Rome, the Eternal City, is a great destination at any time of year—with a huge variety of cultural and historic riches to explore, it matters little whether the sun is shining or there's snow on the ground. However, being a very popular destination, there are some times of year that are more crowded with tourists than others, and prices also vary depending on the season. Here are some tips for choosing the best time of year to visit Rome.
Florence is magnificent at any time of year, but fall is arguably the best time to visit. With mild weather and an absence of large crowds, this season lets you enjoy the city without fighting for space. Spring has similar advantages, and the city comes alive as flowers bloom. Winter is great for people who love holidays and want to avoid long lines. Summer is peak season and brings intense heat, but also provides long days of sunlight and various exciting festivals.
From the cinematic coastline of Amalfi to the canals of Venice, Rome’s lavishly frescoed Sistine Chapel to Florence’s treasure-trove Uffizi Gallery, Italy's classic stops are worth visiting again and again. Read on for the inside scoop on seven Italian must-sees.
Italy is comprised of 20 different regions, each with its own identity and heritage yet all combined to form the Bel Paese (Beautiful Country) we know and love. While navigating these geographical divisions can be logistically challenging, travelers owe it to themselves see as much of the country as time and budget will allow.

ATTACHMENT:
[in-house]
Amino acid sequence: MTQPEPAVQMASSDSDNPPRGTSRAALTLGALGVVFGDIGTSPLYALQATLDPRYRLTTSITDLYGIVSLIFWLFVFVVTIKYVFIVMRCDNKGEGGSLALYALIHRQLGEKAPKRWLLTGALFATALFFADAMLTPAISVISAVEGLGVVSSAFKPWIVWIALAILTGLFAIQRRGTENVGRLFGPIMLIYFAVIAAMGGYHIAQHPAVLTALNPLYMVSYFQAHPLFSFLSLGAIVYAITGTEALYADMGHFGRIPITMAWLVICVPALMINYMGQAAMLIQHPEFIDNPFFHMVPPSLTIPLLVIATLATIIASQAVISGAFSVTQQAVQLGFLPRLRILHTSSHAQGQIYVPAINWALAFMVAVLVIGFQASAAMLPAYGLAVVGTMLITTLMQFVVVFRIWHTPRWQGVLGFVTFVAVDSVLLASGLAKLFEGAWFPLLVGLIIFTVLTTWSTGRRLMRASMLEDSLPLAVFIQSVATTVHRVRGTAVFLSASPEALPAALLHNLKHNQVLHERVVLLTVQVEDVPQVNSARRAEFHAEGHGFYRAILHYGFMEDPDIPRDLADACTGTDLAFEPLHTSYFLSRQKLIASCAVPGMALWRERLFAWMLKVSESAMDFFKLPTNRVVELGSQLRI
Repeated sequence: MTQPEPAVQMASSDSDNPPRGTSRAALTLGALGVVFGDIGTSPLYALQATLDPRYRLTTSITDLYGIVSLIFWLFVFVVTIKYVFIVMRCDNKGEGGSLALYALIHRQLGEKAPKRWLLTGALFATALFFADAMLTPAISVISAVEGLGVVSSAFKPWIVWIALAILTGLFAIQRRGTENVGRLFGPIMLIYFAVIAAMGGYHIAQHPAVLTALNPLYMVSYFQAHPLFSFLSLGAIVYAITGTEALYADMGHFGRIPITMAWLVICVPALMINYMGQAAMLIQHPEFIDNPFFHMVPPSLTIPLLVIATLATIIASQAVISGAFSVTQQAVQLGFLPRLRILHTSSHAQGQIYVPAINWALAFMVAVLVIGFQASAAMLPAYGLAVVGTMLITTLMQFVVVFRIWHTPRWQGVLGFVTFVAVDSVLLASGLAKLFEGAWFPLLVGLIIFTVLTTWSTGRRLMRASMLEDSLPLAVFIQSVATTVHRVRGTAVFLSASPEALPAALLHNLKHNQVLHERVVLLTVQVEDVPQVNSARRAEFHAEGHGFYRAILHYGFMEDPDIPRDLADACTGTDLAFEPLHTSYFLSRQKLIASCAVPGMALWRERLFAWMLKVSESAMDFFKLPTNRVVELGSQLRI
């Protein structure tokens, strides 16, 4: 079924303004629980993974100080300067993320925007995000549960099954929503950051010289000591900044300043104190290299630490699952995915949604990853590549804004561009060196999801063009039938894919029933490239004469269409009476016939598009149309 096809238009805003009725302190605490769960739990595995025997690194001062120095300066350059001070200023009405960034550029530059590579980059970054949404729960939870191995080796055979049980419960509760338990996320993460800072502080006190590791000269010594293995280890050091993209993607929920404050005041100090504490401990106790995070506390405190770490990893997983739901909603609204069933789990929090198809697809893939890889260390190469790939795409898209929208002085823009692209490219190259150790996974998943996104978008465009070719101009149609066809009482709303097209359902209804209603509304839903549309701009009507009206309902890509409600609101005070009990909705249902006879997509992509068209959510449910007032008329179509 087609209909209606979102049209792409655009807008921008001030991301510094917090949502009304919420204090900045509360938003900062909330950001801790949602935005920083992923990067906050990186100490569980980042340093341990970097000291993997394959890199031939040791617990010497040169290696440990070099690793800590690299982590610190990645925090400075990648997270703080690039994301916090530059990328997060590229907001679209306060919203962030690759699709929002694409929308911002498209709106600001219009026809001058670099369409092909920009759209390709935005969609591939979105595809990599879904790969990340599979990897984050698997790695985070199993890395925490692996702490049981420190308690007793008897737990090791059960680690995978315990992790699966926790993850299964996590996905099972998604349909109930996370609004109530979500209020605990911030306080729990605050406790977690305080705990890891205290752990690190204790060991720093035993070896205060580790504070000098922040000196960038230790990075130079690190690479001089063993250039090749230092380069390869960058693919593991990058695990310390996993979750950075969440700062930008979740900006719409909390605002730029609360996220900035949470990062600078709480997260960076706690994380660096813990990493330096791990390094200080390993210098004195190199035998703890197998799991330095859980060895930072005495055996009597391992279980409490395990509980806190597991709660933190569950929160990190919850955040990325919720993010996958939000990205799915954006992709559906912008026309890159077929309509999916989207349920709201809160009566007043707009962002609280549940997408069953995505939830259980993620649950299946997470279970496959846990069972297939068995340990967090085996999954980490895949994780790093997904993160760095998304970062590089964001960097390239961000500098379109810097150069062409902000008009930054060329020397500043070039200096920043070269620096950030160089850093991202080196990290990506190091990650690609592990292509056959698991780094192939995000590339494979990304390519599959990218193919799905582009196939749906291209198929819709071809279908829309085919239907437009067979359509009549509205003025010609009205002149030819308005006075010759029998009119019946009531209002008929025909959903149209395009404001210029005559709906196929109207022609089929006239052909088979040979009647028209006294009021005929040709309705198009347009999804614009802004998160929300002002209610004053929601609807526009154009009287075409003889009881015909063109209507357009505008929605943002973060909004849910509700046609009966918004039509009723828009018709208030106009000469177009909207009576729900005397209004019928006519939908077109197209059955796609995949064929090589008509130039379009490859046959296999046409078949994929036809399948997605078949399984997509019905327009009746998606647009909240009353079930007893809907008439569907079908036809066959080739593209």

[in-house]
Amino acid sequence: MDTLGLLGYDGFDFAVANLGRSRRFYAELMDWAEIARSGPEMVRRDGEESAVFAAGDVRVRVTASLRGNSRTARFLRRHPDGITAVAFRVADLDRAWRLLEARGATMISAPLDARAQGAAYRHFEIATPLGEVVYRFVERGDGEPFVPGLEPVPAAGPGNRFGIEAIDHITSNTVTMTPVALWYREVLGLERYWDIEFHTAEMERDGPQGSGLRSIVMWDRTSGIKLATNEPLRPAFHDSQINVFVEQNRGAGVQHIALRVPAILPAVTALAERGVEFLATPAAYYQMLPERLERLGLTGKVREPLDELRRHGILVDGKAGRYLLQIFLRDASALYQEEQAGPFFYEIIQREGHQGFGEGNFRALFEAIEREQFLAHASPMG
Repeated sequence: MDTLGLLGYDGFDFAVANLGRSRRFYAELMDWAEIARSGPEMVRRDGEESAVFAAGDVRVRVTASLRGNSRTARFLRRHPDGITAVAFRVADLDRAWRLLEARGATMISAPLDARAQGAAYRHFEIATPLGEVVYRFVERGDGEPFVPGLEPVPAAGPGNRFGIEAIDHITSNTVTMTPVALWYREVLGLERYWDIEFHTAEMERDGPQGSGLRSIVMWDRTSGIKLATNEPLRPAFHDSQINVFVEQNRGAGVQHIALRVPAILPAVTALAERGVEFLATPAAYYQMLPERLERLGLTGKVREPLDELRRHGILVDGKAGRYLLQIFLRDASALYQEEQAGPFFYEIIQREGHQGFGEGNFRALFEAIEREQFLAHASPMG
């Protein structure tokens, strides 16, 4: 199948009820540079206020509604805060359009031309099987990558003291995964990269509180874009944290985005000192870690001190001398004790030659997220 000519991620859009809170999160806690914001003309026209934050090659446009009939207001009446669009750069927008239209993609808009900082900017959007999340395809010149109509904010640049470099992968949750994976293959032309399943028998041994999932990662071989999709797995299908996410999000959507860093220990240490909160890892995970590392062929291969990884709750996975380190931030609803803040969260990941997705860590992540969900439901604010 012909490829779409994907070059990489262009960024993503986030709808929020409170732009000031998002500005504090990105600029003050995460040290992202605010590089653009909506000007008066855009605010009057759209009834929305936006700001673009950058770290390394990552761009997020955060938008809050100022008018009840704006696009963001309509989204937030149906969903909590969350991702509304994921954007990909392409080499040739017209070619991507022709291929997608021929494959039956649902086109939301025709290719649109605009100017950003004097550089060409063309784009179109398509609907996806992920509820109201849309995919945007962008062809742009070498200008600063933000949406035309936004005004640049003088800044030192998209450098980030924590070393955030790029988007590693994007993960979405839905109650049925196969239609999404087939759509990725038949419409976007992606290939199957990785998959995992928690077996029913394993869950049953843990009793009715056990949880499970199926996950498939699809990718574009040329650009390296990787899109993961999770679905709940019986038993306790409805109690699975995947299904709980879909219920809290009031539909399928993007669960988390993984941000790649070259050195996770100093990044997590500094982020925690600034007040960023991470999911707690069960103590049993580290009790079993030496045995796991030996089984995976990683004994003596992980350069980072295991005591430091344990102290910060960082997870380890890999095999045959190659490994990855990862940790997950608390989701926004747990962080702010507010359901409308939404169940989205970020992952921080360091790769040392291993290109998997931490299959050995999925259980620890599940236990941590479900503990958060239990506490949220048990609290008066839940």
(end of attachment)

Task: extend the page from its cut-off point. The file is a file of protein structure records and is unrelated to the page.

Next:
It’s easy to fall into the Florence trap in Tuscany. While no one is denying the appeal of that most cultured of cities, Tuscany goes way beyond the obvious appeal of Pisa’s leaning tower, Siena’s Palio and popular hill towns like San Gimignano. Read on to find out how you can sidestep the crowds and find Tuscany's off-the-radar highlights.
Venice is one of the most popular destinations on Earth, with a well-developed hospitality industry that goes back to the early 1800s. It can seem like the city is little more than a giant museum where visitors far outnumber the locals, but it’s surprisingly easy to lose the crowds. Indeed, getting off the beaten path is the best way to appreciate the enduring charm of “La Serenissima”—find out how below.
There’s more to Rome than standing in line at the Colosseum and jostling up to the Spanish Steps. With a little insider knowledge (and a pair of decent walking shoes), you can see a totally different side of the Italian capital. See an Egyptian-inspired pyramid, take in the views from hidden hilltop gardens, and stroll through blissfully uncrowded neighborhoods brimming with markets and cafés.
As the epicenter of the Renaissance, Florence remains one of Italy’s—and Europe’s—most popular destinations, crammed full of mind-blowing art. But as Mark Twain wrote in Innocents Abroad, “I used to worship the mighty genius of Michelangelo…But I do not want Michelangelo for breakfast, for luncheon, for dinner, for tea, for supper, for between meals. I like a change, occasionally.”
So you’ve ticked off the Colosseum in Rome, boated the canals in Venice, and have come back for more. Bravo, as the Italians would say—there is a lot more to this country than the trophy sights, and enough little-known treasures to fill a lifetime of repeat visits. Get to know the Aeolian Islands, Saturnia, the hill towns of Umbria, and more.
Italy is one of the most sought after destinations in the world for its history, romance, and (of course) incredible cuisine. Hit the classic stops or head off the beaten path—no matter which route you want to take, kimkim can create a perfectly unique experience.